Ontario Building Skilled Workforce in Sudbury
Funding for Cambrian College Prepares Workers for Skilled Trades and Technology Jobs
SUDBURY — Ontario's Government for the People is helping students across the province prepare for successful careers in the skilled trades and technology sectors so that employers have the skilled workforce they need to make Ontario open for business and open for jobs.
Today, Ross Romano, Minister of Training, Colleges and Universities and MPP for Sault Ste. Marie, was at Cambrian College to discuss Ontario's historic investment into pre-apprenticeship programs and applied research at the college. This will help people gain the trade and technology-specific knowledge, portable job skills, and valuable work experience they need to secure good, well-paying jobs.
This year, the government expanded its investment into the Pre-Apprenticeship Training Program to $18.3 million - an increase of $5 million from the previous year. This funding will allow colleges and other community organizations to offer 84 programs across the province that will introduce over 1,600 people to the trades. The program connects people with new opportunities to get publicly-funded training for careers in trades-related jobs and to further explore apprenticeship.
Two projects at Cambrian College will help female Indigenous participants take part in a 45-week Welder program, and participants from First Nations Communities on Manitoulin Island will get hands-on experience in a 26-week program focusing on skills and experience needed for General Carpentry, Electrician and Refrigeration and Air Conditioning Systems Mechanic trades. Both these projects will include work placements that will help fill demand for skilled workers in Sudbury.
"Our government knows that employers are looking for job-ready people to help fill vacancies in the skilled trades," said Ross Romano, Minister of Training, Colleges and Universities. "By expanding funding this year for pre-apprenticeship training programs, we are helping more people get a successful start on the path to apprenticeship. These programs are designed to help people interested in apprenticeships to bridge the gap between the skills they have and the skills employers need."
On behalf of Greg Rickford, Minister of Energy, Northern Development and Mines, Minister Romano also announced Cambrian College is receiving over $1.9 million through the Northern Ontario Heritage Fund Corporation for Cambrian College's Applied Research department.
Cambrian helps businesses develop new technologies and processes by providing research and development services. This investment will help the department complete its Tools and Tech for Innovation initiative, including modernizing and expanding its current space, and purchasing specialized equipment to build a state-of-the-art facility. The new equipment and facility will also provide Cambrian students with valuable work experience and skills development through employment and co-op placements in the department, and will lead to five new full-time technician positions and 12 new part-time research positions.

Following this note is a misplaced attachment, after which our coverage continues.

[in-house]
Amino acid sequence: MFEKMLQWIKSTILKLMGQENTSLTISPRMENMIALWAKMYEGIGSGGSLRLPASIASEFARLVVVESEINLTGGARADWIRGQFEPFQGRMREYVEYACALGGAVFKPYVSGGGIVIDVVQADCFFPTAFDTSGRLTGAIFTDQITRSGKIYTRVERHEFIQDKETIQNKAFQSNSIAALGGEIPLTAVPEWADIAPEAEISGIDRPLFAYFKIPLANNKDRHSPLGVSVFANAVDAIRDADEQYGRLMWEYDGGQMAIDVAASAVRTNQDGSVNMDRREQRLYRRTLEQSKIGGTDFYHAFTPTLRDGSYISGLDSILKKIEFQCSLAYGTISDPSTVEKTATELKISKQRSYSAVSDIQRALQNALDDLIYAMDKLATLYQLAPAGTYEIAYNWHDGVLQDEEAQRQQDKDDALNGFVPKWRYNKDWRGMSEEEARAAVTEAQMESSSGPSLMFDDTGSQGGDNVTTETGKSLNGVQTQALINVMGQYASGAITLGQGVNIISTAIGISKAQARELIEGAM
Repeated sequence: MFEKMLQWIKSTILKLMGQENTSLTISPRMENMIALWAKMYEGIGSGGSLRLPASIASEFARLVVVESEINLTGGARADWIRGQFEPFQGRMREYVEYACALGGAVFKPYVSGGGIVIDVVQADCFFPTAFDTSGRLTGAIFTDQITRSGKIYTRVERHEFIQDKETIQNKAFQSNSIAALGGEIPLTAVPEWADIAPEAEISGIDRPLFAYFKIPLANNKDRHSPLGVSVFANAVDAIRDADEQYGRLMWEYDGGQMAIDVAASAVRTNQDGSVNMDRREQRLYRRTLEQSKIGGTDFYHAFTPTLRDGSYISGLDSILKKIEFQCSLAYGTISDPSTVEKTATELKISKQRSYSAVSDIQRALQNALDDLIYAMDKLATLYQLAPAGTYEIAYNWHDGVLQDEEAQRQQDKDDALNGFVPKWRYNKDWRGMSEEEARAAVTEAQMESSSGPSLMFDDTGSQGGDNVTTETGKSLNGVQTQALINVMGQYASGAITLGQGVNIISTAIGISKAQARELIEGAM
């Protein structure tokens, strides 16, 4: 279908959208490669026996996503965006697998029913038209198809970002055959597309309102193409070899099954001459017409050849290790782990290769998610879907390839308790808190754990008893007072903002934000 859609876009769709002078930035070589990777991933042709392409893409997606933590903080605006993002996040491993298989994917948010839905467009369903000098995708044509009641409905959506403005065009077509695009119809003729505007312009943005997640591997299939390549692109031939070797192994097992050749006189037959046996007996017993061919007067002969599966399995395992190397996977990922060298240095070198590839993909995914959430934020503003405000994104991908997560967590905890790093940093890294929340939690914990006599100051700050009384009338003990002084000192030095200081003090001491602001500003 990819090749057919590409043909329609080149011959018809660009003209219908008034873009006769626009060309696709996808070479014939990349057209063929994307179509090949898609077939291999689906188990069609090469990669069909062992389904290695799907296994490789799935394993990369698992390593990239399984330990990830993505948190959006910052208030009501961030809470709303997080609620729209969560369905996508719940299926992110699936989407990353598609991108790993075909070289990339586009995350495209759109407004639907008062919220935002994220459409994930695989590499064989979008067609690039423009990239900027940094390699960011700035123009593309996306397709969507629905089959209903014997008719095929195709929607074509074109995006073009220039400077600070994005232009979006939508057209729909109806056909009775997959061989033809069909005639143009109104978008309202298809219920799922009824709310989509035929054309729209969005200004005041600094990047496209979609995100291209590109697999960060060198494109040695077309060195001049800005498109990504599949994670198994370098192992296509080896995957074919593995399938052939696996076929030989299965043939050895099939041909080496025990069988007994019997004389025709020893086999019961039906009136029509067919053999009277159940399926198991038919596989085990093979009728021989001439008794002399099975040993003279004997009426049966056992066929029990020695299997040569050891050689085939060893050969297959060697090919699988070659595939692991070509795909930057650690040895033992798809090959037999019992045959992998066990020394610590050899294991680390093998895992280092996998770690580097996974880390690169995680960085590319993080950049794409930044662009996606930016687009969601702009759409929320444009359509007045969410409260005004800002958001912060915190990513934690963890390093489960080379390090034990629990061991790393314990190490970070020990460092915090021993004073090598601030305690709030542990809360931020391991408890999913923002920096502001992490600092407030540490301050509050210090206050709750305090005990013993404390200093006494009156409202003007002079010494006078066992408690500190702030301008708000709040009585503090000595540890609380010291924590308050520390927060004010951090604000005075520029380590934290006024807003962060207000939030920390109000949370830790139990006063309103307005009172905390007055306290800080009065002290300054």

"Thank you to the Government of Ontario and the Northern Ontario Heritage Fund Corporation for making such important, forward-thinking investments in our people — our students, faculty, and staff," said Bill Best, President of Cambrian College. "The funding announced today ensures our students involved in applied research get to work with the latest technologies and industry leading companies, giving them a leg up on the competition when they graduate and enter the job market. It also allows us to support the training of more women and Indigenous learners for rewarding, well-paying careers in the skilled trades. We're not just building skills and capacity, we're building people and their potential."
"Cambrian College is a leader in training, research and development, and an important contributor to Sudbury's economy. I'm pleased that they're working with us to help more students get training and experience in the trades and technology, so that people can get the tools they need to access the well-paying, highly skilled jobs we need, now and in the future," said Minister Romano.
- Pre-apprenticeship training programs are publicly-funded, last up to one year, and often combine classroom training with an 8-12 week work placement. The programs promote careers in the trades for all Ontarians. To find out about other local programs, contact Employment Ontario by phone, e-mail or live chat.
- Ontario recently passed the Modernizing the Skilled Trades and Apprenticeship Act, 2019 as part of the Protecting What Matters Most, 2019 Budget Act to help transform the skilled trades and apprenticeship system, reduce red tape, and make Ontario open for business and open for jobs.
- The Northern Ontario Heritage Fund Corporation invests in economic development projects across the North with an annual budget of $100 million. Since June 2018, the NOHFC has invested more than $82 million in 539 projects, creating or retaining over 1,437 jobs.
- Job seekers can visit ontario.ca/openforbusiness to get training, build their skills and access career information.